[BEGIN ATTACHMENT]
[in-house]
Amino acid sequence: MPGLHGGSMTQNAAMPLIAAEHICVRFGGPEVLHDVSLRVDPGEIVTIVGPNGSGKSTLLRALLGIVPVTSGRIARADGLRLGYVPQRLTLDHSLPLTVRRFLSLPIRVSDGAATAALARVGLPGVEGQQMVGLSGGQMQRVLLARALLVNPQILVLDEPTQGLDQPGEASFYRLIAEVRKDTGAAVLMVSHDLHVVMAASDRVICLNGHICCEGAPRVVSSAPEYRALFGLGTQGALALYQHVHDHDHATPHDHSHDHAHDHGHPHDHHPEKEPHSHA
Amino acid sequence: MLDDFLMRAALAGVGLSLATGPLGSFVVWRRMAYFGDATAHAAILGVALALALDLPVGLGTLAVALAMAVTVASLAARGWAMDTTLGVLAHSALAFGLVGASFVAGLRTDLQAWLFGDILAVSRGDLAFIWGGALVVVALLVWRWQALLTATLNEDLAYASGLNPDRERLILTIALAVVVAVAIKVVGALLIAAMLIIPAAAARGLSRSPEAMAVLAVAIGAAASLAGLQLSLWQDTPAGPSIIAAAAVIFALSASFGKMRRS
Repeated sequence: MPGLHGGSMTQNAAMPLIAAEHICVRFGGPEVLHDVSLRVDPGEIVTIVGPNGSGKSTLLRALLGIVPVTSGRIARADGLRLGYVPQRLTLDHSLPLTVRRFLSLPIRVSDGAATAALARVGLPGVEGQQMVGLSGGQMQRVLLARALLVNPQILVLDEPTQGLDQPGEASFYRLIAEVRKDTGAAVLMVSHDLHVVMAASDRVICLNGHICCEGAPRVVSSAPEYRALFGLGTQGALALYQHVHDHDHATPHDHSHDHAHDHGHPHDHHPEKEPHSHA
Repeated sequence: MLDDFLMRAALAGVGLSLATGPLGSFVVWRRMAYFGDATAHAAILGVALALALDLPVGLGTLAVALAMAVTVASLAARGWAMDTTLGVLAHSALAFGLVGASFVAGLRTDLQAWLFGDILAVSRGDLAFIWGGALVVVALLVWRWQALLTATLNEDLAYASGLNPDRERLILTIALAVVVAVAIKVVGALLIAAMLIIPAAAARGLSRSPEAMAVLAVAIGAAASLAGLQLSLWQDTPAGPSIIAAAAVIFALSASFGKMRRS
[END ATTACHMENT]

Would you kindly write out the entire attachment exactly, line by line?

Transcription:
[in-house]
Amino acid sequence: MPGLHGGSMTQNAAMPLIAAEHICVRFGGPEVLHDVSLRVDPGEIVTIVGPNGSGKSTLLRALLGIVPVTSGRIARADGLRLGYVPQRLTLDHSLPLTVRRFLSLPIRVSDGAATAALARVGLPGVEGQQMVGLSGGQMQRVLLARALLVNPQILVLDEPTQGLDQPGEASFYRLIAEVRKDTGAAVLMVSHDLHVVMAASDRVICLNGHICCEGAPRVVSSAPEYRALFGLGTQGALALYQHVHDHDHATPHDHSHDHAHDHGHPHDHHPEKEPHSHA
Amino acid sequence: MLDDFLMRAALAGVGLSLATGPLGSFVVWRRMAYFGDATAHAAILGVALALALDLPVGLGTLAVALAMAVTVASLAARGWAMDTTLGVLAHSALAFGLVGASFVAGLRTDLQAWLFGDILAVSRGDLAFIWGGALVVVALLVWRWQALLTATLNEDLAYASGLNPDRERLILTIALAVVVAVAIKVVGALLIAAMLIIPAAAARGLSRSPEAMAVLAVAIGAAASLAGLQLSLWQDTPAGPSIIAAAAVIFALSASFGKMRRS
Repeated sequence: MPGLHGGSMTQNAAMPLIAAEHICVRFGGPEVLHDVSLRVDPGEIVTIVGPNGSGKSTLLRALLGIVPVTSGRIARADGLRLGYVPQRLTLDHSLPLTVRRFLSLPIRVSDGAATAALARVGLPGVEGQQMVGLSGGQMQRVLLARALLVNPQILVLDEPTQGLDQPGEASFYRLIAEVRKDTGAAVLMVSHDLHVVMAASDRVICLNGHICCEGAPRVVSSAPEYRALFGLGTQGALALYQHVHDHDHATPHDHSHDHAHDHGHPHDHHPEKEPHSHA
Repeated sequence: MLDDFLMRAALAGVGLSLATGPLGSFVVWRRMAYFGDATAHAAILGVALALALDLPVGLGTLAVALAMAVTVASLAARGWAMDTTLGVLAHSALAFGLVGASFVAGLRTDLQAWLFGDILAVSRGDLAFIWGGALVVVALLVWRWQALLTATLNEDLAYASGLNPDRERLILTIALAVVVAVAIKVVGALLIAAMLIIPAAAARGLSRSPEAMAVLAVAIGAAASLAGLQLSLWQDTPAGPSIIAAAAVIFALSASFGKMRRS